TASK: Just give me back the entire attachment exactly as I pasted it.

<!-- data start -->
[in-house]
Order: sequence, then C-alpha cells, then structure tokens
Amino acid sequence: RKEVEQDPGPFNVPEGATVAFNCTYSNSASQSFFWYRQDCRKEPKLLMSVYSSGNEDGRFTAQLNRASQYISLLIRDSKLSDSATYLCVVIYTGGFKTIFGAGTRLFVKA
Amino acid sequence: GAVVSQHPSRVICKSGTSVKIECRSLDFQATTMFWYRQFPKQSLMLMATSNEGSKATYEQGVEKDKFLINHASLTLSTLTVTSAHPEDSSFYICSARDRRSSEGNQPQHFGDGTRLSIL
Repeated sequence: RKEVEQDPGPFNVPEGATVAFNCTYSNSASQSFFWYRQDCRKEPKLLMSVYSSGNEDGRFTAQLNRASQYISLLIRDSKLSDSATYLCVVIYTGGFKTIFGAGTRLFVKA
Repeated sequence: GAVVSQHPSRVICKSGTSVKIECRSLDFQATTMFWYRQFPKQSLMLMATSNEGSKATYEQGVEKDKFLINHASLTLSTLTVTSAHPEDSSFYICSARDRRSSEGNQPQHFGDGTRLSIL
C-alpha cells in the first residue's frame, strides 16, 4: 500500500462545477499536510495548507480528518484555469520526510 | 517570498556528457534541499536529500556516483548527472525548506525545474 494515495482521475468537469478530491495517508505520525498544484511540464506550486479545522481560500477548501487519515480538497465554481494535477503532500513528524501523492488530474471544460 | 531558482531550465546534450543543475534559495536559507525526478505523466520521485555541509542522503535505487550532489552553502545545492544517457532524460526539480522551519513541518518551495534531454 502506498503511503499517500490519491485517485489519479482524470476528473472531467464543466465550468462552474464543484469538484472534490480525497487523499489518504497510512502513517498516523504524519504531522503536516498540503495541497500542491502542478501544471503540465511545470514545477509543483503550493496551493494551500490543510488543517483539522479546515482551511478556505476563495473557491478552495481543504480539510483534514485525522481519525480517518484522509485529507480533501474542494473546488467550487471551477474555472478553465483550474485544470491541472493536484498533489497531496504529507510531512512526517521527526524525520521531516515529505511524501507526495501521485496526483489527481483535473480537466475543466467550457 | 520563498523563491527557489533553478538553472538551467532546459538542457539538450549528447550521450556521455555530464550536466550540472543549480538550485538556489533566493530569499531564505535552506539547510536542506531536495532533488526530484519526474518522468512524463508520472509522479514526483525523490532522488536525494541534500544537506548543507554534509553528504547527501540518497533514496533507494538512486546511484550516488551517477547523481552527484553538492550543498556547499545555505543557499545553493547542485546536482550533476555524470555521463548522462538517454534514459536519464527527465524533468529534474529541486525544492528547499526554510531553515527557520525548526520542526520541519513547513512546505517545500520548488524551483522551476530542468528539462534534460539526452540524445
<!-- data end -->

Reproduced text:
[in-house]
Order: sequence, then C-alpha cells, then structure tokens
Amino acid sequence: RKEVEQDPGPFNVPEGATVAFNCTYSNSASQSFFWYRQDCRKEPKLLMSVYSSGNEDGRFTAQLNRASQYISLLIRDSKLSDSATYLCVVIYTGGFKTIFGAGTRLFVKA
Amino acid sequence: GAVVSQHPSRVICKSGTSVKIECRSLDFQATTMFWYRQFPKQSLMLMATSNEGSKATYEQGVEKDKFLINHASLTLSTLTVTSAHPEDSSFYICSARDRRSSEGNQPQHFGDGTRLSIL
Repeated sequence: RKEVEQDPGPFNVPEGATVAFNCTYSNSASQSFFWYRQDCRKEPKLLMSVYSSGNEDGRFTAQLNRASQYISLLIRDSKLSDSATYLCVVIYTGGFKTIFGAGTRLFVKA
Repeated sequence: GAVVSQHPSRVICKSGTSVKIECRSLDFQATTMFWYRQFPKQSLMLMATSNEGSKATYEQGVEKDKFLINHASLTLSTLTVTSAHPEDSSFYICSARDRRSSEGNQPQHFGDGTRLSIL
C-alpha cells in the first residue's frame, strides 16, 4: 500500500462545477499536510495548507480528518484555469520526510 | 517570498556528457534541499536529500556516483548527472525548506525545474 494515495482521475468537469478530491495517508505520525498544484511540464506550486479545522481560500477548501487519515480538497465554481494535477503532500513528524501523492488530474471544460 | 531558482531550465546534450543543475534559495536559507525526478505523466520521485555541509542522503535505487550532489552553502545545492544517457532524460526539480522551519513541518518551495534531454 502506498503511503499517500490519491485517485489519479482524470476528473472531467464543466465550468462552474464543484469538484472534490480525497487523499489518504497510512502513517498516523504524519504531522503536516498540503495541497500542491502542478501544471503540465511545470514545477509543483503550493496551493494551500490543510488543517483539522479546515482551511478556505476563495473557491478552495481543504480539510483534514485525522481519525480517518484522509485529507480533501474542494473546488467550487471551477474555472478553465483550474485544470491541472493536484498533489497531496504529507510531512512526517521527526524525520521531516515529505511524501507526495501521485496526483489527481483535473480537466475543466467550457 | 520563498523563491527557489533553478538553472538551467532546459538542457539538450549528447550521450556521455555530464550536466550540472543549480538550485538556489533566493530569499531564505535552506539547510536542506531536495532533488526530484519526474518522468512524463508520472509522479514526483525523490532522488536525494541534500544537506548543507554534509553528504547527501540518497533514496533507494538512486546511484550516488551517477547523481552527484553538492550543498556547499545555505543557499545553493547542485546536482550533476555524470555521463548522462538517454534514459536519464527527465524533468529534474529541486525544492528547499526554510531553515527557520525548526520542526520541519513547513512546505517545500520548488524551483522551476530542468528539462534534460539526452540524445